|hard earned cash transforming into unimaginable transportation|
|over the ocean somewhere... long flight|
The first weekend in New Zealandwas a whirlwind. My kayak got confiscated and fumigated for transporting a couple of live ants from West Virginia. Paul Siratovich took me out on the town but we got denied access into the downtown bars for wearing "jandals" (flip-flops). I bought a used Nissan mini van, and traveled six hours to Queenstown.
|getting the kayak out of hock at the international fumigation terminal|
Go figure, none of the US certificates transfer to NZ. So I spent a week in a New Zealand swift-water course, after which I was seriously itching for some real creek boating.
Hokitikawas the next destination, known as being the "creek boating capital" of New Zealand. Swinging through Hokitika for some groceries, I poked around looking for anyone that was paddling. Bumping into a paddling crew, that I am sure to paddle with in the future, we did the classic. "Hi… yea you paddle… well we are going into this hard section… and umm…" I have the utmost respect for that crew to deny me a spot on the difficult, helicopter access, river section. For gods sake we just met in a parking lot. Stated in many previous stories, it is imperative to know your crew. That crew did help me out with some beta. Another group of paddlers was heading to the same helipad the next day to do a slightly easier section. I was jonesing hard enough to paddle with strangers, especially if it was not going to be a super hard West Coast run.
Special Note for traveling internationally: Make sure you wash your boat and gear WELL! Not just to save the eco system you are visiting, but also so you don't get hassled at Customs. Another new trick I implemented this year: tip out the curb side baggage guy. $40 bucks made the imposing task of getting the boat past the check-in agent smooth. The curb side guy pocketed the cash, gave me a hand getting all my stuff out of the cab, wheeled it to the first class counter, and everything went on the plane without getting weighed or charged for being over sized.
The next morning I arrived at the helipad. The crew from the previous day, along with a few new faces, were all getting prepped for the incoming helicopter. Once again they stated there was another crew coming that might be in for an easier section.
A few minutes passed and another kayak laden car pulled into the parking lot. The occupants got out and after a quick couple of seconds, Mark Basso and I made the connection. We had bumped into each other seven years prior at a race on Big Timber Creek in Montana. Hands shook, and some catching up started, as he introduced me to his traveling companion Dag Sandvik. Dag classically shares a ton of mutual friends, and has become an instant buddy.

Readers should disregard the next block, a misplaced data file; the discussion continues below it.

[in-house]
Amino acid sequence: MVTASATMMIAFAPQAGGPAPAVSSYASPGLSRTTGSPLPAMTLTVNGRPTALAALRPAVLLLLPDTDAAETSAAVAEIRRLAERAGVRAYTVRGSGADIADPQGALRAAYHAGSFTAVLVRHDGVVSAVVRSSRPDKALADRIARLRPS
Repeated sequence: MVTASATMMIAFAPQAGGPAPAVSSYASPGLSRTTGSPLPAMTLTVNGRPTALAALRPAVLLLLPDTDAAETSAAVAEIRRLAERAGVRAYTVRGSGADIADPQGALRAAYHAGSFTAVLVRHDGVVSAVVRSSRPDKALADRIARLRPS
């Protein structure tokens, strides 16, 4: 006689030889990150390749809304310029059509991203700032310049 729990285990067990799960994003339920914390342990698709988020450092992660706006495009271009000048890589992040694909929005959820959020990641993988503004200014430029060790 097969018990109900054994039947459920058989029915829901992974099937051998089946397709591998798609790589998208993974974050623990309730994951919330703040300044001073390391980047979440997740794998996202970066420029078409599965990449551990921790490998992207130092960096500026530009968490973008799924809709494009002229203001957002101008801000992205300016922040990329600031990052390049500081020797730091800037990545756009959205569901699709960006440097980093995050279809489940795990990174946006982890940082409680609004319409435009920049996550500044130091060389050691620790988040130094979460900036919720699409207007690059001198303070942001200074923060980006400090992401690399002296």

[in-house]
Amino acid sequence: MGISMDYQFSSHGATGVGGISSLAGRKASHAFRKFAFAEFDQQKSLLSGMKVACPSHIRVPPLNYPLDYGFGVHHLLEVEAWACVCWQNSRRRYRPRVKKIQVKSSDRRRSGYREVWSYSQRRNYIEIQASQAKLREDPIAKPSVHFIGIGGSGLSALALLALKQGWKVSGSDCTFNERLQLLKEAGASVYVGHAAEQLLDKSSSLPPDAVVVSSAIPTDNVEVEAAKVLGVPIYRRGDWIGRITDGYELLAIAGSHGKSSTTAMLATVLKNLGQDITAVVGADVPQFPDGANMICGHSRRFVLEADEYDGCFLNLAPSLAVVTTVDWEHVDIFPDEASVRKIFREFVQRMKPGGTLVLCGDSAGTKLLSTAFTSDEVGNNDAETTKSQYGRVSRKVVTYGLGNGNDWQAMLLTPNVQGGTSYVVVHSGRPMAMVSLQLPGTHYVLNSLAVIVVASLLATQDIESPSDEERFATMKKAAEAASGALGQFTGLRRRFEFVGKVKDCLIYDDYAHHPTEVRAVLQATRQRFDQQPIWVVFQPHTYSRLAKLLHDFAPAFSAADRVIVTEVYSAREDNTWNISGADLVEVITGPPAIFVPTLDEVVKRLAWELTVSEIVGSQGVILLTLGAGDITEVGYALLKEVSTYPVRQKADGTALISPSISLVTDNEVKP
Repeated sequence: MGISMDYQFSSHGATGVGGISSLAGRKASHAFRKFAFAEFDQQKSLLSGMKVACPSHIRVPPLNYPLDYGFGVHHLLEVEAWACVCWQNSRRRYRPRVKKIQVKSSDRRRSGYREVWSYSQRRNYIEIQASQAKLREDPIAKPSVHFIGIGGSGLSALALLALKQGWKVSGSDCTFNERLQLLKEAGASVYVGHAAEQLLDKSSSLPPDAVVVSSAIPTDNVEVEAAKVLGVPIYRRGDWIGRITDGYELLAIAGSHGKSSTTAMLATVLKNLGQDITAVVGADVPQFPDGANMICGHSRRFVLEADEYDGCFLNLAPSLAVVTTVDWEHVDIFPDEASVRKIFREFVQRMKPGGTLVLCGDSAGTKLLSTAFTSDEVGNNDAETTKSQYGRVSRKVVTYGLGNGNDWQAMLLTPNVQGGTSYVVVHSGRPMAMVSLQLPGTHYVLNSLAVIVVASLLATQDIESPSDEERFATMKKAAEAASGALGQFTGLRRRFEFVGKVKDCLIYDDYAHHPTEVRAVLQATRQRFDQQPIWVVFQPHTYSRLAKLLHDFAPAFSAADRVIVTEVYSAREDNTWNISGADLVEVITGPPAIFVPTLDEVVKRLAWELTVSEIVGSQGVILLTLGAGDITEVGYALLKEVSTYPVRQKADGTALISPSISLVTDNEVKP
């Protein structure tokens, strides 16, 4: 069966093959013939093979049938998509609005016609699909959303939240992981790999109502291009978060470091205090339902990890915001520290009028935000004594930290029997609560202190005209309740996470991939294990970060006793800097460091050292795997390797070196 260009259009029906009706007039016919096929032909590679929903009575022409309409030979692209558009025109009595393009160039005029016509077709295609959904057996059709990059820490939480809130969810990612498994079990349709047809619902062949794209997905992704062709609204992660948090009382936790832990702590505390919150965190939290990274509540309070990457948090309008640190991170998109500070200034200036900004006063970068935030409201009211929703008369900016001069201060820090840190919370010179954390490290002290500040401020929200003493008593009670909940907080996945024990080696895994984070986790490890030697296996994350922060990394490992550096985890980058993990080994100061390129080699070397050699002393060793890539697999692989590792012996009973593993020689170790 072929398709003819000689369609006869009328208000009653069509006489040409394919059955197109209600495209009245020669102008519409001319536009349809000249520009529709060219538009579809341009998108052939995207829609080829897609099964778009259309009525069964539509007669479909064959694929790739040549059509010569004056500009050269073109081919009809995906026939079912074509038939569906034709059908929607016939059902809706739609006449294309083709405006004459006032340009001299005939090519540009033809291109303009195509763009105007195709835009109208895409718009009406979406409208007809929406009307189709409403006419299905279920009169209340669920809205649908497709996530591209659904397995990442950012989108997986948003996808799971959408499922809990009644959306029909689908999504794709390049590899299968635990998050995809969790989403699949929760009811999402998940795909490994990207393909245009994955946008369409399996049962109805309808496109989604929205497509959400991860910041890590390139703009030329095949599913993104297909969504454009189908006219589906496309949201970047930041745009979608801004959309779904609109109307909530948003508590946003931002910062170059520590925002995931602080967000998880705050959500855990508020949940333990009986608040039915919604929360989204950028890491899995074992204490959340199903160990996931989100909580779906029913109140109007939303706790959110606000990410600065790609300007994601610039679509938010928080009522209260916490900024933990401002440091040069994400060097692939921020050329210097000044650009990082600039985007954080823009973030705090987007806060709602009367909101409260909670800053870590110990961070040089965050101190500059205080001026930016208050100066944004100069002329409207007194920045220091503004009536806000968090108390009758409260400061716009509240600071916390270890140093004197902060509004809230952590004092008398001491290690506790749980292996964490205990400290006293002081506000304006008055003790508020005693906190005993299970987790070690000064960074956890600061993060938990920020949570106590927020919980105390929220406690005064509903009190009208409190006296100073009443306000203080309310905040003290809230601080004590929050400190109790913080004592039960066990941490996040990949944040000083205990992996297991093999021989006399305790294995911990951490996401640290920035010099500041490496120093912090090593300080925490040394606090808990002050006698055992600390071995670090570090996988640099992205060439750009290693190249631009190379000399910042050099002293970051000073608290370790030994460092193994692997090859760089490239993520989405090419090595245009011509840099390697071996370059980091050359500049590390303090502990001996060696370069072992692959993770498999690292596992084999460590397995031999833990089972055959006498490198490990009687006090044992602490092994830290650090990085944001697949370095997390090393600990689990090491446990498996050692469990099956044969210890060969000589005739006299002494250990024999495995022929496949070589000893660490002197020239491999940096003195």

Traveling paddlers unite!The days paddling strategy was agreed upon. We would go up the namesake river the Hokitika and paddle back to the cars. Moments later we received some beta from the helicopter pilot. A landslide had come in on the Hokitika and had changed a particularly narrow and inescapable canyon, not to mention the flow in the Hoki was really low. Mark went up for a quick reconnaissance flight and confirmed our change in strategies. We reassessed our options and decided to put-in at the same place the other crew did, and paddle the "difficult" canyon.
|part of the lower canyon, from way above|
|make the easy leg of the journey|
|Dag Sandvik, on one of the countless fun moves|
The crew was rather dynamic. The fact that I didn't know either of the guys really well meant that we all kept the communication lines wide open. Chatting about different paddling options, and laughing at off color jokes, all while staring at death defying rapids.
As we exited the first canyon, the walls start to widen but the rapids did not let up. Huge boulders from the canyon have been strewn downstream and it took another kilometer of tricky boating to clear the class 5 whitewater. Finally the "difficult" section was over and the next few kilometers through the "flats" went rather quickly. Our stomachs were starting to grumble as we spotted Frew's hut. The rather well kept backpackers hut was a great lunch location as it offered resistance to the obnoxious sand flies. We took a few extra minutes at lunch getting to know each other and refueling for the final canyon.
Back on the water the final canyon arrived quickly. Thankfully the second canyon looked much more paddle-able than the first, from 1500 feet above in the helicopter. As we clamored out of our boats for the first scout of the lower canyon, the rapids exhibited the same eerie construction. Nothing was boat scoutable and hidden hazards were everywhere. Gracefully the rapids had a larger margin of error and the overall gradient was less than half of the upper canyon making the downstream progression much easier. A few hours and more than a few generous boofs later we made our way into the last flat section. Another couple of kilometers of conversation and a quick, but not very obvious hike, brought us back to the vehicles.
|Mt. Cook in the distance|
|another adventure from Chris Baer|